Step 4: Conduct a “Think aloud” to model effective strategies for students to utilize when they encounter challenging text on their own. Students follow along silently with their own copy of the text while the teacher models reading strategies to unlock the meaning of unknown vocabulary words, challenging syntax, structure, author’s purpose, and context to help them understand the content.

Step 5: This is the second independent activity in which students attempt to understand the text on their own. The goal is to teach students to reread text to acquire knowledge, develop fluency, and reinforce their use of text evidence whenever possible.

Step 6: Ask students to respond to concise text-dependent questions and quote accurately from the text when explaining what the text says explicitly and when drawing inferences from the text. This compels students to extract information directly from the text to help them understand. This models the need and the process of returning to the text in order to gain full understanding of the content.

Provide opportunities for students to use the text to support answers, deepen their comprehension of information, and apply learning to real world scenarios. Examples of questions are “What is meant by the term Renaissance?”; “How long ago was Marco Polo’ book first published?”; “What obstacles prevented Europeans from sailing to Asia?” and, “Who were the merchants? Do we have merchants today?”

Step 7: Students determine two or more main ideas of the text and explain how they are supported by key details; summarizes the text. Distribute to each student a copy of Main Ideas and Supporting Details (Handout #1.3, page 9). Write the title of the lesson (Exploration and Technology) in the Key Topic box.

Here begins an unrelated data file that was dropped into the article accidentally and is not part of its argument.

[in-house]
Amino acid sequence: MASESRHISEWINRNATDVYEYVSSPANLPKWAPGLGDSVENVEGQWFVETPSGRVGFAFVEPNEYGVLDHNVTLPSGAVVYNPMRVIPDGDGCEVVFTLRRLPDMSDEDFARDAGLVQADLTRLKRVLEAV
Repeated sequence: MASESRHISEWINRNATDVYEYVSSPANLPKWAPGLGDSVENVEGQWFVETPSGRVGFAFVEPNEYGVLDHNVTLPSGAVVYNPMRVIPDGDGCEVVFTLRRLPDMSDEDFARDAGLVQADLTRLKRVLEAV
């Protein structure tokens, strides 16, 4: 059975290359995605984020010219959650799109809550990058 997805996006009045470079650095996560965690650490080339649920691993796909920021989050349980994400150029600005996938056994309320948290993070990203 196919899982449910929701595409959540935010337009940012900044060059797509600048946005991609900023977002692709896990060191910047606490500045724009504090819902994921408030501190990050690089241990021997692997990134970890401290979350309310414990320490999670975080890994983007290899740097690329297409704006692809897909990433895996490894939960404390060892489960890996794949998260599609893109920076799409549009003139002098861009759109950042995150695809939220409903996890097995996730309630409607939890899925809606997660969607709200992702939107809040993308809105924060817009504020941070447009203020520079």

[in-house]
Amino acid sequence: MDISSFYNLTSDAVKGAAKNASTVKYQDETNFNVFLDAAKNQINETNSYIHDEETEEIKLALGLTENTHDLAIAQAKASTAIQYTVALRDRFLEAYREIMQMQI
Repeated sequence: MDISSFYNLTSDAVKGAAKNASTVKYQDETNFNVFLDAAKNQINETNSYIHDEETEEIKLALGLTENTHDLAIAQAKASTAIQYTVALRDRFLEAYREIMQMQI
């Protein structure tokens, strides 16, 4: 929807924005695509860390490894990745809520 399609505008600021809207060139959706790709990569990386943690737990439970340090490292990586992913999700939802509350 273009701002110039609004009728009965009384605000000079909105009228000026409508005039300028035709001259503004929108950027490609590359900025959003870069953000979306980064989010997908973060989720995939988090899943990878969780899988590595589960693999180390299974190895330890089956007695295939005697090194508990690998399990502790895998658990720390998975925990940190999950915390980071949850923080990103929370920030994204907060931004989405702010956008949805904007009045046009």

In each of the Main Idea boxes, write the titles of the sub-topics for the lesson (A Rush of New Ideas, The World Awaits, The Business of Exploring, and Two Worlds Meet). Note: Since there are 4 topics and only 3 boxes, have student fold over the right 3rd of their paper and draw a new set of boxes for the 4th topic.

Model for the students how to select the supporting details to write into the boxes for the main idea “A Rush of New Ideas.”

Step 8: Continue to read the rest of Lesson 1 completing the Main Ideas and Supporting Details handout for each section of the text. For additional scaffolding, duplicate the reading lesson organizer on page 37 from Reflections Reading Support and Intervention.

Step 9: On the student’s copy of the Early Explorations of the Americas (Handout #1.2, page 8) complete the information about Christopher Columbus. Additional print and digital sources may be used to locate further information about Columbus. A good website for Columbus is http://ageofex.marinersmuseum.org/index.php?type=webpage&id=51

*For a more advanced group of students who do not need extra help reading the textbook, divide them into groups of 4. Assign each group a sub-topic (main idea) of Lesson 1 (Reflections pages 110 to 117). There will be multiple groups working on each sub-topic of the lesson. Students work with a partner to read and complete one sub-topic of the Main Ideas and Supporting Details (Handout #1.3, page 9). Partners then share their ideas with the other set of partners in their group to fine tune their work. Each group then presents to the rest of the class the main idea and supporting details for their section (sub-topic) of the textbook as classmates take notes on their copy of Handout #1.3.

Step 10: Working in groups, students engage in a collaborative discussion on the following questions building on others’ ideas and expressing their own clearly.



  • Why explore?

  • What were the risks?

  • What were the opportunities and the benefits?